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VirtualDub 1.6.5 released

VirtualDub 1.6.5 is out. I actually had this ready on Friday, but April 1st is not a good day to release software. It's a good thing too since a couple of bugs got fixed between then and today. The 1.6 branch is getting closer to stable and as such most of the changes are bug fixes, although a few new features snuck in there.

One new feature that I hadn't originally planned to add was significantly expanded support for automation; I worked a bit on this after talking with someone who was having difficulty automating video processing in a build pipeline. As a result, 1.6.5 introduces two new executables, vdub.exe and vdub64.exe that are used for command-line operation.

Command-line operation

The vdub.exe and vdub64.exe executables are command-line executables that launch the 80x86 and AMD64 versions of VirtualDub, respectively. The main VirtualDub executable is still a GUI executable and will popup windows occasionally, but there are several differences in behavior when using this mode:

In addition, there are a few new command line switches, most notably /?, which gives help, and /queryVersion, which causes VirtualDub to exit with its build number as the return code. You can use this to work around quirks in versions going forward.


In 1.6.4, I added the /i switch, which lets you invoke a script with arguments. I forgot to add a way to convert the strings to numbers, though, which makes the parameters hard to use for anything other than filenames. This has been fixed in 1.6.5 with the addition of the Sylia.Atoi(), Atol(), and Atod() functions. The script is a bit ugly, but hopefully you'll be using your scripts more often than writing them.

The scripting reference was quite out of date, but I've finally updated it with everything that's been added in the 1.6 series, including the SetInputFormat()/SetOutputFormat() commands. All new commands are tagged with their first version of introduction.

Occasionally I get asked if there is a method to change the bitrate parameter of a video codec. The answer is no, because most modern video codecs bury it in the opaque config data structure (the ugly BASE64 encoded string). It is generally trivial to reverse engineer that structure to determine the location of the bitrate parameter, but this must be done on a per-codec and even per-codec-version basis, and unfortunately VirtualDub's scripting language doesn't yet have primitives to edit the BASE64 string.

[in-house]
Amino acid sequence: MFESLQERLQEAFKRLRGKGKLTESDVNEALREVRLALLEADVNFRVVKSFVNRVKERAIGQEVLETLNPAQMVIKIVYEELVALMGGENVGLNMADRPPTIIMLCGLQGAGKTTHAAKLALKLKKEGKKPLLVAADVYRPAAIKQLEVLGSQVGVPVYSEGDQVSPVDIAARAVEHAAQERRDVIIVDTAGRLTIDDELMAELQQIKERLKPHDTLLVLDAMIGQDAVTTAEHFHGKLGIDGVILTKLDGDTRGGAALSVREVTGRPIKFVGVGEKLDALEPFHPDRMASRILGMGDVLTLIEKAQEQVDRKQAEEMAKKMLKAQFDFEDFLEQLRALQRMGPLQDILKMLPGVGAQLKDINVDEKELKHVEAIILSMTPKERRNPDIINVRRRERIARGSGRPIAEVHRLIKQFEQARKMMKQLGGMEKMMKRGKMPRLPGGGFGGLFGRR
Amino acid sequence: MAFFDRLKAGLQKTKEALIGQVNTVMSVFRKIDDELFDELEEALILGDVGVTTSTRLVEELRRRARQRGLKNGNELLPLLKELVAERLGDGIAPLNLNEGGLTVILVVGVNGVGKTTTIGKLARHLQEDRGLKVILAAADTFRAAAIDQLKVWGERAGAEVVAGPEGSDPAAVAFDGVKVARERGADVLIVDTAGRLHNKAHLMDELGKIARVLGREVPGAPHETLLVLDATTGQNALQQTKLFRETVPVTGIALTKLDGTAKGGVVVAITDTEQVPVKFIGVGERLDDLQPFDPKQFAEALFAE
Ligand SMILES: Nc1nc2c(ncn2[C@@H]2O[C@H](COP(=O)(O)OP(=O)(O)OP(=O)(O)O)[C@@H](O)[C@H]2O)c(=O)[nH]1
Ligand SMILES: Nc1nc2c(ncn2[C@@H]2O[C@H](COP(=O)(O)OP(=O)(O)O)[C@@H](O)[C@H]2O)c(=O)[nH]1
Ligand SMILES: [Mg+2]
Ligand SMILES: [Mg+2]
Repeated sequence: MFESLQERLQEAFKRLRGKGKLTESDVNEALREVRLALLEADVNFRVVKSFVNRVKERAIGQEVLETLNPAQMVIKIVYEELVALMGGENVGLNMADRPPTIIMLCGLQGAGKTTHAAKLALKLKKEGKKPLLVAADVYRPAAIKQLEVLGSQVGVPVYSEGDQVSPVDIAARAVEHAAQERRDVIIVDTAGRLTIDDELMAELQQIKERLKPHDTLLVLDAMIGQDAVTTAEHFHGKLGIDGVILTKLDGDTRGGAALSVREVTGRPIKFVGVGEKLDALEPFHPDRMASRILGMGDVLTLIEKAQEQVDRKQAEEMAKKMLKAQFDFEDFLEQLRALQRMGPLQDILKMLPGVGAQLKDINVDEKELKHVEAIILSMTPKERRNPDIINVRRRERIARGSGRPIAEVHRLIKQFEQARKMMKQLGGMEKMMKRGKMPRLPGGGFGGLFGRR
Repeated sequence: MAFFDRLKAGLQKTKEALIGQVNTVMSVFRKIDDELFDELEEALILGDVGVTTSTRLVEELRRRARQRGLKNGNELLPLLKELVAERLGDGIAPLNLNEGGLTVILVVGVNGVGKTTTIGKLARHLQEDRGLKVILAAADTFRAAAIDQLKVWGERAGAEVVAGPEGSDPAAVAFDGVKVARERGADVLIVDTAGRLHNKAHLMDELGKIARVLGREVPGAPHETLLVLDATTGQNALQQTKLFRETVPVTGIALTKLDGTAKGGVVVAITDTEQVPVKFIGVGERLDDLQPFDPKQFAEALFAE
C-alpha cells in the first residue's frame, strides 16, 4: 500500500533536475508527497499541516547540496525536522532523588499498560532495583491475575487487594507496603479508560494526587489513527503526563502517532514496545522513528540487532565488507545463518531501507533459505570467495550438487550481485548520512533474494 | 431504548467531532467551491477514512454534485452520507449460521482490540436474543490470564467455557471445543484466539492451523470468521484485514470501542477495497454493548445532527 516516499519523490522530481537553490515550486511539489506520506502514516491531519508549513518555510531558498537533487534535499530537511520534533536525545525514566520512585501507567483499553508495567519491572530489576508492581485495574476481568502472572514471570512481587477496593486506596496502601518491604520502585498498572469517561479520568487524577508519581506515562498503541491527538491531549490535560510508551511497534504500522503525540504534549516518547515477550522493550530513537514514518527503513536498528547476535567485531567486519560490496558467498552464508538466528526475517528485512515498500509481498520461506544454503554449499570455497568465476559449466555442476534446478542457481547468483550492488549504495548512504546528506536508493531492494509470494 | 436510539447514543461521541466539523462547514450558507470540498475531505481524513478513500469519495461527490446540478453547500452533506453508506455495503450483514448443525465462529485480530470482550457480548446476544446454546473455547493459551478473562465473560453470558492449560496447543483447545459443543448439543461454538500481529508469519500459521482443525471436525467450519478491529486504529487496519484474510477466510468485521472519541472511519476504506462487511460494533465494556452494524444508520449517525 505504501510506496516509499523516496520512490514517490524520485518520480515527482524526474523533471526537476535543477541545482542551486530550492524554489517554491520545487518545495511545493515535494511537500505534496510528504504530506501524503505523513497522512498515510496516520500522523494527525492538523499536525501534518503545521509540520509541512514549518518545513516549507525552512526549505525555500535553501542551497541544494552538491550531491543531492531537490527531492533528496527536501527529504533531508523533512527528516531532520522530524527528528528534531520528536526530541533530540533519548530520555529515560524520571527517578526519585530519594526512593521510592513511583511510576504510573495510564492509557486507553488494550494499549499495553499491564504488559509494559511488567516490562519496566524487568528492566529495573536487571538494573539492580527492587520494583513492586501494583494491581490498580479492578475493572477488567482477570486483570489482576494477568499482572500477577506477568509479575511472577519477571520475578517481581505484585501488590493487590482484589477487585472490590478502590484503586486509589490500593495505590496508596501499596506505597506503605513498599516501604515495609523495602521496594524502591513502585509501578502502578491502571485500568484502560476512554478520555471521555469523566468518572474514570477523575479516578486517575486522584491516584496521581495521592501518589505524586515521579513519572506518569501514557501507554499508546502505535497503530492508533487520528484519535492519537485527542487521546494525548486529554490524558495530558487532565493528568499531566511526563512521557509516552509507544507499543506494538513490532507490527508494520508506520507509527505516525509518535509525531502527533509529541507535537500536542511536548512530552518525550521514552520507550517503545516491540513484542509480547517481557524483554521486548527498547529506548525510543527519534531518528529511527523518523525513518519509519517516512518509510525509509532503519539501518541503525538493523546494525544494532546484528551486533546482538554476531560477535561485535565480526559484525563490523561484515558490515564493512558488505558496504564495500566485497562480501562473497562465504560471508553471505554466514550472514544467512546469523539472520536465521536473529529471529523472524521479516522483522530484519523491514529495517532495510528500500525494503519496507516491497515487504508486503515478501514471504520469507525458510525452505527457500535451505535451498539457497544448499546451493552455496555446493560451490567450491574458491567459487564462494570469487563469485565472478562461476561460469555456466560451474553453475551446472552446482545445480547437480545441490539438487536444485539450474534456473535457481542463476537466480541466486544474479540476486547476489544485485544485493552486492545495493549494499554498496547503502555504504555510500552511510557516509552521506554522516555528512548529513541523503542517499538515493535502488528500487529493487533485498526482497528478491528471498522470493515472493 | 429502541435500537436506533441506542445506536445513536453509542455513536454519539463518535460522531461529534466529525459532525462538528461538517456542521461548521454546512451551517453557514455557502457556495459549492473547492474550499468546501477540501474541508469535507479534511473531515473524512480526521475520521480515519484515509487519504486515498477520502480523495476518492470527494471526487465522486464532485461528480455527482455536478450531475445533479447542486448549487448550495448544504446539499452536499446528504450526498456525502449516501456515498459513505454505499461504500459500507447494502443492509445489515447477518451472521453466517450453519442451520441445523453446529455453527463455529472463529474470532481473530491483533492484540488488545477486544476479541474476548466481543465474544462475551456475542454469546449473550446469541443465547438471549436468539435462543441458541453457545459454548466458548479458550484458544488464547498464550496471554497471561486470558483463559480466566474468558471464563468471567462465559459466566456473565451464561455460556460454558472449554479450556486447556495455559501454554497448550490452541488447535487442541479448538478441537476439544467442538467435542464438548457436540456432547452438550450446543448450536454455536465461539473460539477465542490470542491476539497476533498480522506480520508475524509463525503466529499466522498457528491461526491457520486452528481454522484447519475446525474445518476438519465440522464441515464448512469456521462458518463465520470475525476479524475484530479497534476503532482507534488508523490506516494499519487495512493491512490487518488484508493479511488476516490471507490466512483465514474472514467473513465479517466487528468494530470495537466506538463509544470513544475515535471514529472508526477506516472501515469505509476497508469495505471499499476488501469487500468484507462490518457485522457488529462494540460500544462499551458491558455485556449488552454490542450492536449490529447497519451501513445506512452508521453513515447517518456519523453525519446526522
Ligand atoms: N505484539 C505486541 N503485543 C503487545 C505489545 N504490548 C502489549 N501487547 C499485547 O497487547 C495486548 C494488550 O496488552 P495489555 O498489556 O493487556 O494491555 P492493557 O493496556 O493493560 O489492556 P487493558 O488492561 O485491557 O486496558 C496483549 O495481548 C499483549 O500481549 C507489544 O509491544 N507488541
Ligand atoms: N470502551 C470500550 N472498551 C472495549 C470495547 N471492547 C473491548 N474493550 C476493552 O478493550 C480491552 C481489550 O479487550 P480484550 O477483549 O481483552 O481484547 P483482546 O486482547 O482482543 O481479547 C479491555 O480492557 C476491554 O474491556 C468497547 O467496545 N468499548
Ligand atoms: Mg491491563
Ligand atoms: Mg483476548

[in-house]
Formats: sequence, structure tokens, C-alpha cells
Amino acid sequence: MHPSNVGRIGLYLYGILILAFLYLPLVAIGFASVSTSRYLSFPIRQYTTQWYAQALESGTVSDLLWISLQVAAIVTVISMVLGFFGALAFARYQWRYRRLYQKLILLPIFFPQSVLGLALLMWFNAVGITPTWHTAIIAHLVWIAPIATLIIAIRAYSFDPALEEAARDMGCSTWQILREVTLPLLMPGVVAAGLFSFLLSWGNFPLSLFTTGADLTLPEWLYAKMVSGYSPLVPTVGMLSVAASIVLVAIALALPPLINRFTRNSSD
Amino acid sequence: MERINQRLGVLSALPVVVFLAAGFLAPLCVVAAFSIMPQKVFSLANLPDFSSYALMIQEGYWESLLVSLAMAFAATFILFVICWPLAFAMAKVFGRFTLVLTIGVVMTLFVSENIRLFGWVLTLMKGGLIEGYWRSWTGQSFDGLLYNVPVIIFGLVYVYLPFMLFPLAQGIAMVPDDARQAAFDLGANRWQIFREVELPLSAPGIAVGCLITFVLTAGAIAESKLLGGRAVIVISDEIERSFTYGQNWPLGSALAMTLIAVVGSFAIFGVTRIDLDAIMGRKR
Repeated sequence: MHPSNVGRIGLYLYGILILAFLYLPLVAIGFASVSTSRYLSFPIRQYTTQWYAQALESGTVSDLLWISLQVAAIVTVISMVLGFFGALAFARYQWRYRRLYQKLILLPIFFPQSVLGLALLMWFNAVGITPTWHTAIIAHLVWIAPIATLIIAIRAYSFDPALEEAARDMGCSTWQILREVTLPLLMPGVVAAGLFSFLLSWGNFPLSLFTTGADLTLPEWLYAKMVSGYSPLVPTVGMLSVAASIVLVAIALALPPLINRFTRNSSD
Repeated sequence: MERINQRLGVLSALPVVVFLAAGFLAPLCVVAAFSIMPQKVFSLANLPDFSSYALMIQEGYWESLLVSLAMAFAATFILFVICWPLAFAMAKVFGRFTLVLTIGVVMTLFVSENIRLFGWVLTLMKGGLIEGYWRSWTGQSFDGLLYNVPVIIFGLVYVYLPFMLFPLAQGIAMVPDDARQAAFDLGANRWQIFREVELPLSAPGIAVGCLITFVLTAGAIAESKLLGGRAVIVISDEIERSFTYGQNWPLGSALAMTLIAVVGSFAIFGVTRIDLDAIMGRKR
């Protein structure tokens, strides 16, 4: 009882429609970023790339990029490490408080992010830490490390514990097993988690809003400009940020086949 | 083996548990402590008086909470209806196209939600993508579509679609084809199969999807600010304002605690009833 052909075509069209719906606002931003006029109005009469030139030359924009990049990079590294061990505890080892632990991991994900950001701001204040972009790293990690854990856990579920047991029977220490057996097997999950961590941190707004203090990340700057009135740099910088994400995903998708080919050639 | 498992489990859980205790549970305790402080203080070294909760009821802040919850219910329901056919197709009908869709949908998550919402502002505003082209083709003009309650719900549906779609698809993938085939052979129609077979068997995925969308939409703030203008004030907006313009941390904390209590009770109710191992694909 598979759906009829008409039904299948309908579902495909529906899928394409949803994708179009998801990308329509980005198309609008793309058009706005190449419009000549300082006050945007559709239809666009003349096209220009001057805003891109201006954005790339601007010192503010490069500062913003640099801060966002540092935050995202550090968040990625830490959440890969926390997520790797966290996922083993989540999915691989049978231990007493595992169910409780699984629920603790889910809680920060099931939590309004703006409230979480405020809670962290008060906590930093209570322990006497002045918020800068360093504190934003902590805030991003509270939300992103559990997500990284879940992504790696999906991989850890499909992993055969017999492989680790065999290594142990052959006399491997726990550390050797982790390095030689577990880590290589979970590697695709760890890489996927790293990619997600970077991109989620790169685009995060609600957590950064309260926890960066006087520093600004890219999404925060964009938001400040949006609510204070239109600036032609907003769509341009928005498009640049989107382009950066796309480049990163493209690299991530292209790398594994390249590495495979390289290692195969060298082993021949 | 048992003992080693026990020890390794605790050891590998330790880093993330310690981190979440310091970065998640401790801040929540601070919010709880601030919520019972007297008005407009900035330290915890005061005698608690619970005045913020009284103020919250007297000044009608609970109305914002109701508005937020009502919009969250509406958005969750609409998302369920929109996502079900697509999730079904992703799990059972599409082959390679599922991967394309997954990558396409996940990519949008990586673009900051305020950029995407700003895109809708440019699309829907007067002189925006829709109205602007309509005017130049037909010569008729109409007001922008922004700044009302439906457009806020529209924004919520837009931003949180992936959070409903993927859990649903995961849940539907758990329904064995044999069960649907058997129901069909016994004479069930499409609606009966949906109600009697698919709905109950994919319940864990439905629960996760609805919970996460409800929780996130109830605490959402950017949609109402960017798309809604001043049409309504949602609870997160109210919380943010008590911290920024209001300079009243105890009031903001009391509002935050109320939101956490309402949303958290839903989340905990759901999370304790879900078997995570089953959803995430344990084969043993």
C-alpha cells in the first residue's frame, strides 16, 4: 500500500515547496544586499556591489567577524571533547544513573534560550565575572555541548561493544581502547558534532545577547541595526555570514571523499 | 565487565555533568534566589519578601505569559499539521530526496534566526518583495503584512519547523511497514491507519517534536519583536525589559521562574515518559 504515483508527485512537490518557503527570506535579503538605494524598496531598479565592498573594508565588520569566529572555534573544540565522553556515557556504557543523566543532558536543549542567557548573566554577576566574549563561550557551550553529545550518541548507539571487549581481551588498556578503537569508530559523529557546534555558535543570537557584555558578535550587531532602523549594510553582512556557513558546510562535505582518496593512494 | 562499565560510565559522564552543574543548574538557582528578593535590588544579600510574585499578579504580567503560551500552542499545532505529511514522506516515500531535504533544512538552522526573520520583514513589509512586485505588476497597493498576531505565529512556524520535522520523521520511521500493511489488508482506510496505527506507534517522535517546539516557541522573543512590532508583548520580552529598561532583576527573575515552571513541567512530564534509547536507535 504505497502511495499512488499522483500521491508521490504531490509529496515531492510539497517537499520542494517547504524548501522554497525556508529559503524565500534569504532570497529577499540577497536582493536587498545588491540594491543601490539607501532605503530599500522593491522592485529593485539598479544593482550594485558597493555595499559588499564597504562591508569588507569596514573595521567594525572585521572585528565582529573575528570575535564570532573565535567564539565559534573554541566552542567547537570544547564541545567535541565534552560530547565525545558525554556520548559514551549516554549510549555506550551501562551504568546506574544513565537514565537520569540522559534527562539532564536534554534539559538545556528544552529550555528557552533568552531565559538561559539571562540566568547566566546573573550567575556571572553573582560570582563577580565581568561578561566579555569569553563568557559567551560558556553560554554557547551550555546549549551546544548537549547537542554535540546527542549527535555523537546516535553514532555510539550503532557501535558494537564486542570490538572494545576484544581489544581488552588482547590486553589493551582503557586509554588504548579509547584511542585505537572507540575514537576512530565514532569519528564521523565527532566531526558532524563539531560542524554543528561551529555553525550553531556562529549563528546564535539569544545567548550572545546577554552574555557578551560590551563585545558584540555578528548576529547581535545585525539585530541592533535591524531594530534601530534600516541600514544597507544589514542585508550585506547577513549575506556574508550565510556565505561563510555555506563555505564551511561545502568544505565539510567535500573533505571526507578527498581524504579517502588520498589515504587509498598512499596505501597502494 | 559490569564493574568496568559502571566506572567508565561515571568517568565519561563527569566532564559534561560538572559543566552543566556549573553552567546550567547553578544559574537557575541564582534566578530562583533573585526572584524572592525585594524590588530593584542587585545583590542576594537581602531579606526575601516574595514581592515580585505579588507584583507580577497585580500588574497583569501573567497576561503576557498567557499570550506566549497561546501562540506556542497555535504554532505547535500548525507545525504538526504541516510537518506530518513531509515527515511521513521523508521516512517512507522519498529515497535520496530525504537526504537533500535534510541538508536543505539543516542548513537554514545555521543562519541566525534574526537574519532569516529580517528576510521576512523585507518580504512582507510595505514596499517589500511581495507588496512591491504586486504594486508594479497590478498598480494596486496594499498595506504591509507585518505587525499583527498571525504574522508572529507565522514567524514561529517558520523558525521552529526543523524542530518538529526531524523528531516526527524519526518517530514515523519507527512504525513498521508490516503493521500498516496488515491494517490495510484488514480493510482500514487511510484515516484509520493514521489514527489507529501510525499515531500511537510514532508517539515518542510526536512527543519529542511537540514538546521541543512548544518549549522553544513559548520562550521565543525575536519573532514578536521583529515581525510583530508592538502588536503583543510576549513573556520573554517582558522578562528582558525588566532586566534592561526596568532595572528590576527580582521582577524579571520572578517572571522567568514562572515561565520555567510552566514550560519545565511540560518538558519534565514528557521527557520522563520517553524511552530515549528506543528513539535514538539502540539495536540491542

Edit mode

I was reluctant to add multiple undo until someone pestered me and I realized that the edit list is very light, since it just holds ranges of frame numbers. So I just rigged the code to save entire copies of the edit list in a stack and multiple undo was born.

There was a bug in the fast recompress mode that caused it to run suboptimally for Avisynth users: it was testing UYVY/YUY2 capability before trying the source format, which meant that it basically always used 4:2:2 YCbCr through conversion on the input driver. This has been fixed so that the source format is always tried first, which means that a YV12 Avisynth script should always attempt YV12 first and then fall back to UYVY or YUY2 if the codec test fails. Logging has also been improved so that it tells you the formats involved, so you can tell if a fallback has occurred.

There is a new "run video analysis pass" command on the File menu. This simply runs the rendering engine with a null output backend. If you have a video codec or filter that generates dummy data in an analysis pass, you can use this command to run the pass without generating a junk file.

The edit mode has gotten a bit crufty over the years and it'll probably be time to overhaul it after I get done with the capture stuff. I have to get that done, first. *sigh*

Capture mode

In adding support for auto-saving settings, I forgot to add code to save the audio device. This in turn made the audio format not restore properly in some cases, since the app would use the wrong audio device and then fail to set the audio format since that device didn't support the format. This has been fixed. Note that compression settings and video format are not auto-saved and you have to explicitly save those in Device > Device Settings.